After a short stint on Desoleum, the acolytes have spent the better part of the last six months aboard the Reliant Dawn. Besides the odd journey planetside to Juno, the majority of their days have passed sliding in and out of the Warp, making unknown stops throughout the sector.
The acolytes have spent this time well, seeing to their equipment and tools, honing their trades, and brushing up on the art of killing.
After all this time spent in the Warp, it was almost possible to grow accustomed to travel through the Sea of Soul – as much as could be expected at least. The shivering of teeth, the headaches, the unease – still present, but the acolytes had finally been able to push them to the back of their minds. Then – there was that shuddering halt, the pressure wave, the voices in the bulkheads.
A change of course – sudden and terrible.
It wasn’t long before the warband was called to arms. A briefing. Another briefing. Always another briefing.
Valdane wasn’t alone this time – with him, a few figures crowded around the briefing table. Notably a younger man, clad in embossed leathers took front and centre stage. Although his garments were not as ornate as Valdane’s robes, he wore the rosette the same as the acolytes’ master. Another Inquisitor.
Valdane called him Elbraith.
Two others were with the Inquisitors.
The first – an aged man with an excess of scar tissue covering his face. With an odd gait, he approached slowly, balancing himself on his walking cane. His scowl was the only greeting the acolytes received.
Lastly, a Tech-Priest clad in the crimson robes of the Mechanicus Priesthood stood in the corner of the room. With masterfully crafted bionic limbs he handed the Inquisitors all kinds of dataslates and spools of information
They all look concerned.
Valdane was the first to speak, relaying that a message had been recovered from Thaur. Elbraith interrupted him.
“The dead walk. The remnants of the Eulogus Askelline call for aid.”
And so it was revealed – the rumoured geological incident was just a charade. What was once believed throughout the sector was no longer. Thaur was completely lost.
Over the next two hours, the acolytes would find out the truth.
Valdane and Elbraith exchanged stories of xenos artifacts, bizarre cults, and daemonic summoning. They described the day that left a multitude of dead, dying, and insane strewn around and throughout the Great Ossuaria and the monument of Saint Merusaad.
They described the rise and defeat of the daemon Sufvaeras. Tsyniak. The Crow Father.
The two others in the room confirmed the stories – survivors of the Battle of Thaur and the ensuing orbital bombardment.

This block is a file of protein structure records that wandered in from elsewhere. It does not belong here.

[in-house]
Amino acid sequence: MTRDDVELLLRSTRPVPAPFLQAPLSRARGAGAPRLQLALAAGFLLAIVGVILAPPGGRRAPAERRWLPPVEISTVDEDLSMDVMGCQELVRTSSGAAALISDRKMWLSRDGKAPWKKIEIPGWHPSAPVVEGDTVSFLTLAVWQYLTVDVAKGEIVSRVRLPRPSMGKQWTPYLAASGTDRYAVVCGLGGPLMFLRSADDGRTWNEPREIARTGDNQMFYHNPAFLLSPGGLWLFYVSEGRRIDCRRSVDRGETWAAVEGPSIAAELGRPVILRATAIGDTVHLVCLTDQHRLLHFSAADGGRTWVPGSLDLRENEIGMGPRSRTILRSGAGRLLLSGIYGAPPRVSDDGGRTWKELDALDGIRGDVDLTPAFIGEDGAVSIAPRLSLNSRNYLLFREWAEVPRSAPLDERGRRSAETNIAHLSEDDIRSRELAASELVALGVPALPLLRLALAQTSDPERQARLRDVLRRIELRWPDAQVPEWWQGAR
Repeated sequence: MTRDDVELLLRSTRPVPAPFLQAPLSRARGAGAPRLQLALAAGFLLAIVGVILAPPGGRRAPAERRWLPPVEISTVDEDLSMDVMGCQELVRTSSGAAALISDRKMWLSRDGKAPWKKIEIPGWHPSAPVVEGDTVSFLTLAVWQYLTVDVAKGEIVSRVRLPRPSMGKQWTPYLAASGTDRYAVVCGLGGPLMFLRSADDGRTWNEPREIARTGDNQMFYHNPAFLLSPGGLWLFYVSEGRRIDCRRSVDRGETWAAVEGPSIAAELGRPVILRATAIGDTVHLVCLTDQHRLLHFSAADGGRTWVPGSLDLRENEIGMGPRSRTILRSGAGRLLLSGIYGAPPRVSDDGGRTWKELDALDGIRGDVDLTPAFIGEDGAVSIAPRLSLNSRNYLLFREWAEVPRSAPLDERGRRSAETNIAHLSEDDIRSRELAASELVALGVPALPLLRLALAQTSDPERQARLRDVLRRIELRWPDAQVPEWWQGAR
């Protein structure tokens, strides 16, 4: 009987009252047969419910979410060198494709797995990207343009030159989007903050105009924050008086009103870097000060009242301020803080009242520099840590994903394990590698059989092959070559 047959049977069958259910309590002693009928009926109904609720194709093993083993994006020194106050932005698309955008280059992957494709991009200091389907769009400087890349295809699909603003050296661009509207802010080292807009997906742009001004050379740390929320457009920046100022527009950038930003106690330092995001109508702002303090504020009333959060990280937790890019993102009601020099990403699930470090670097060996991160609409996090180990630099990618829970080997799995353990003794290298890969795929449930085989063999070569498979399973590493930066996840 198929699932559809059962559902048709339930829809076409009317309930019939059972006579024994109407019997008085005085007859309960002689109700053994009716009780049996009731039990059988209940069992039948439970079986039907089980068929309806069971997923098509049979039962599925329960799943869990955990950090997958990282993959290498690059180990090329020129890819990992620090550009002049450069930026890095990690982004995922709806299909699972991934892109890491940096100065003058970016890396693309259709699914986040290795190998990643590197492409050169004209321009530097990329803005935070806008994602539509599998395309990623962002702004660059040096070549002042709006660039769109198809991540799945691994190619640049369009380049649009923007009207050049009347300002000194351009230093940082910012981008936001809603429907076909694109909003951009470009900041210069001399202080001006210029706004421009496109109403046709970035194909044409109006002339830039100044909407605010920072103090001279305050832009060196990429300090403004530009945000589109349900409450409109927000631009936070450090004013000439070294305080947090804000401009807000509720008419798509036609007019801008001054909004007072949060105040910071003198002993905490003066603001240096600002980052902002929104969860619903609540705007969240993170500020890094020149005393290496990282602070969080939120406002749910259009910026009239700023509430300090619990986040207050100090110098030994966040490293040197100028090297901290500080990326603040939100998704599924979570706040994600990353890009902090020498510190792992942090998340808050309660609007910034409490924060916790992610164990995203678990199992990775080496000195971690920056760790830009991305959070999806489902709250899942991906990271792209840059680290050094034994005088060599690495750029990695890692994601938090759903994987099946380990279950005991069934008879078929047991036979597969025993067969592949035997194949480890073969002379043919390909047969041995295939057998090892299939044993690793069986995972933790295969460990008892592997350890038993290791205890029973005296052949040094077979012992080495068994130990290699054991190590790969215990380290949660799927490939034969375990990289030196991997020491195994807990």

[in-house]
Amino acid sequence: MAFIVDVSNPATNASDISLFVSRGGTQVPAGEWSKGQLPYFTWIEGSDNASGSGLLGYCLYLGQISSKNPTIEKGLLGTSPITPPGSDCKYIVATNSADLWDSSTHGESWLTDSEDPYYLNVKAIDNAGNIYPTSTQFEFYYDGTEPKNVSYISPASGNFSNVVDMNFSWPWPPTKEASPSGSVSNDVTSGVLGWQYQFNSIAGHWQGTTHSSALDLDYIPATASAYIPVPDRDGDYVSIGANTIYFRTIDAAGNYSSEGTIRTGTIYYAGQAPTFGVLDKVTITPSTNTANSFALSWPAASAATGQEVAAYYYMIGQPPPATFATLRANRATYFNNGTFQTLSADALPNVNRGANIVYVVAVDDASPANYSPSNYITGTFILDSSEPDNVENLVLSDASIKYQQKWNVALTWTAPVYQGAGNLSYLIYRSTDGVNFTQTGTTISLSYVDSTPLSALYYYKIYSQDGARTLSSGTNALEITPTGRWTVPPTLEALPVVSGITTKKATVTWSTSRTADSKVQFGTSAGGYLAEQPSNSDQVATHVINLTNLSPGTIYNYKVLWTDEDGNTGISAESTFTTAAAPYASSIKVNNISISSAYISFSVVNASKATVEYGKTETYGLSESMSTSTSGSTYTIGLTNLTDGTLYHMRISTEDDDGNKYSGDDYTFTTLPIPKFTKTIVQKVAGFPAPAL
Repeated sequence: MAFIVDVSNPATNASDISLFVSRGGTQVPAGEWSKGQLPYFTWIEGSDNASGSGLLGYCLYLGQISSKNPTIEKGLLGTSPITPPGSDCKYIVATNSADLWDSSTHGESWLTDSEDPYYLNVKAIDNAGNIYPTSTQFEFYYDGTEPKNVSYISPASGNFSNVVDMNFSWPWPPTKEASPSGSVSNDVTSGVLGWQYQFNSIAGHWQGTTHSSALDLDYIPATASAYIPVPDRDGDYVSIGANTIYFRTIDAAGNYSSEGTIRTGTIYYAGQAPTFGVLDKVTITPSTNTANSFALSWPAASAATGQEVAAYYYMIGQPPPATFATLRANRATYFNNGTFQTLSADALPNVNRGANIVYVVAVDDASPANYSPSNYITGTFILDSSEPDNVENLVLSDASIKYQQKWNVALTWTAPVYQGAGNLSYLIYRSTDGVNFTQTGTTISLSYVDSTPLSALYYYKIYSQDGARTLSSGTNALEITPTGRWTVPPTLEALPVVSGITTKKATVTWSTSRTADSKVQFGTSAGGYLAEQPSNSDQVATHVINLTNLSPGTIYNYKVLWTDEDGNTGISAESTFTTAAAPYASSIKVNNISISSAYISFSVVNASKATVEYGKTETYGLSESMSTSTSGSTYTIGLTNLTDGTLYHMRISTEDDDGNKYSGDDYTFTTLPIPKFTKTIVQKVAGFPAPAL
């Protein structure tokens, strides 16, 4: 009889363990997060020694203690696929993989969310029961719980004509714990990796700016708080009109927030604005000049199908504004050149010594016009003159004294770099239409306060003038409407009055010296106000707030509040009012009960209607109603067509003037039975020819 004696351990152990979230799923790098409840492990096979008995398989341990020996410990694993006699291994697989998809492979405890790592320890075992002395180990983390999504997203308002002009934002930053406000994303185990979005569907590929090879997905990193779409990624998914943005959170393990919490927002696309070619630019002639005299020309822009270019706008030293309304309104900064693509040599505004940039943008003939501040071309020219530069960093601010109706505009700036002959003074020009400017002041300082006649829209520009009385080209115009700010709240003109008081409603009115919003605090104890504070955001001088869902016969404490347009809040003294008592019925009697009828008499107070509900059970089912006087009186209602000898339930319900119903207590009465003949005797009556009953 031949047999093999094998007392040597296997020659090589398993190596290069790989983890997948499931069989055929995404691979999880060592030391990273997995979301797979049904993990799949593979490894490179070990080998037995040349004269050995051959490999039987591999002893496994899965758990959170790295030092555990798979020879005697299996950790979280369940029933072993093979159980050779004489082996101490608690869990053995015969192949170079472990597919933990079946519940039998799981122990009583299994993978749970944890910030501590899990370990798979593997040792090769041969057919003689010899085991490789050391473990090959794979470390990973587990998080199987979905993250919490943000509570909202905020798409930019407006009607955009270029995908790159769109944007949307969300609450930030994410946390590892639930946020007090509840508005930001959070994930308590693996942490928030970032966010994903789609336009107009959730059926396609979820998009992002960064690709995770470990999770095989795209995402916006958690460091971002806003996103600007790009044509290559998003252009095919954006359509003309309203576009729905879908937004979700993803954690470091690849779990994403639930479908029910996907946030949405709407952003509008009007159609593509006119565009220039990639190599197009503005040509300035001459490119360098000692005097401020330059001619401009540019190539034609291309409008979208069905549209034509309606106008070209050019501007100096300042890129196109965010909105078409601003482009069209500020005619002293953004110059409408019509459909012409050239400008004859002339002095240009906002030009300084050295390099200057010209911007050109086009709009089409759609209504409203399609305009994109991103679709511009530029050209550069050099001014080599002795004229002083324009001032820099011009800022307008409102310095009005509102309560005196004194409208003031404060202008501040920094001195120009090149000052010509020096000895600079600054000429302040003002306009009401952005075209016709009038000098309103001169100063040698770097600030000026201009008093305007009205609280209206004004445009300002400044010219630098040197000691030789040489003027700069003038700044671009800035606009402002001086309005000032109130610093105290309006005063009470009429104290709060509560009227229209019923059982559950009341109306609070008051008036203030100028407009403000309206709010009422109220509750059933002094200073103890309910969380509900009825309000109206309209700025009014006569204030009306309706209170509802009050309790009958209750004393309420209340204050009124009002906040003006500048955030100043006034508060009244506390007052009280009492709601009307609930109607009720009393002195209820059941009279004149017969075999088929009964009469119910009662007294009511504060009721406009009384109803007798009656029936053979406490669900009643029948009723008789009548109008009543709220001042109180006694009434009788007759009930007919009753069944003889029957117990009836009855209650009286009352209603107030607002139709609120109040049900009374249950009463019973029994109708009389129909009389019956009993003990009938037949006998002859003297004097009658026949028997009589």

The acolytes learned that in the months following “the incident”, and after much debate, it was decided that the risk of Thaur’s corruption spreading to the rest of the sector was simply too great.
Commodus Elbraith, the young Inquisitor before you was responsible for the inquiries and trials that followed. With a few others of his order, Elbraith and the Ordo Hereticus unearthed a number of new Sufvaerian cults as well as numerous cells of the Faceless Trade attempting last minute exfiltration of xenos relics – including some of those used in the Inheritors’ blasphemous summoning.
With so many new conspiracies discovered, the fires of the Inquisition were brought to Thaur and many were put to the torch – most notably those unfortunate few who witnessed the daemon’s summoning and Arch-Rector Renthear’s unholy sermon. In the ensuing purges, many catacombs and mausoleums were destroyed, including the Great Ossuaria and the monument of Saint Merusaad – the site of Sufvaeras’s emergence.
Lastly, Elbraith turned his gaze to the Eulogus Askelline, killing many of their order. If not complicit in Thaur’s downfall, they were at least incompetent enough to let it happen.
After the fires settled, the planet was quarantined. Thaur was declared prohibere est and placed under Inquisitorial quarantine. A cover story was fabricated, lest Askellian society learn the horrible truth.
New orbital defence platforms were built to prevent any departures and to stop any inbound visitors from ever stepping foot on the world again.
Now, almost eleven wretched years later and against their better judgment, the naval detachment overseeing the orbital defenses intercepted a small shuttle after scanning and finding no life signs aboard.
Inside, they found but a single message from the Eulogus Askelline – Thaur’s ruling body – a call for aid. Supposedly, the Eulogus say the dead have risen on Thaur and have begun attacking the planet’s dwindling populations. There’s fear among the Ordos that such events are an omen – precursors to another full-scale daemonic incursion. It’s clear that the message cannot be ignored.
Valdane briefs the acolytes that they will be dispatched to the surface to make contact with the Eulogus at the Palace of the Wake. Then, they will investigate their claims and destroy whatever malign forces conspire against them.
Elbraith explains that should these recovered messages be an attempt to break quarantine, the acolytes have full sanction to silence the Eulogus once and for all.
The acolytes spend a full day to prepare – arming themselves for their journey and attempting some rushed research about Thaur’s daemonic threats. Even with the aid of Graxon Pol and Amador, they are unable to discover much.
The journey to the surface is quick – and besides a few tense moments crossing the threshold of Thaur’s orbital defenses – mostly painless. By now, Corvath and the Cutter are one, the large craft being an extension of his own body.
Corvath drops the acolytes at what’s left of Port Restful – one-time Thaur’s main space port. Even in its prime, Port Restful was but a simple clearing no more than three kilometers across in an otherwise forested area. Now, much of it is overgrown, with thick roots tangled over the landing fields.
The once four-metre high wall of human around the port is now nothing but ruins. A handful of rusted landing platforms of cracked and blackened plascrete struts rot in the damp undergrowth. The minimal prefabricated lodgings on-site are dilapidated with many having already collapsed.
Still, Corvath finds a place to half set the Cutter down.
Strangely, there’s no one to great the party. Even the forests are quiet and still.
In the distance, thunder sounds from dark clouds. Corvath explains that storms are coming in and he’ll soon have to depart. That being said, should the acolytes need him, he’ll return as soon as possible.
The acolytes attempt to scan all radio frequencies and channels. They find no sign of any active communications. As such, they depart for the Palace of the Wake – the historical seat of Imperial power on Thaur.
Like Port Restful, the road to the Palace is overgrown with tangled roots and dense, damp undergrowth. The journey is slow, but steady.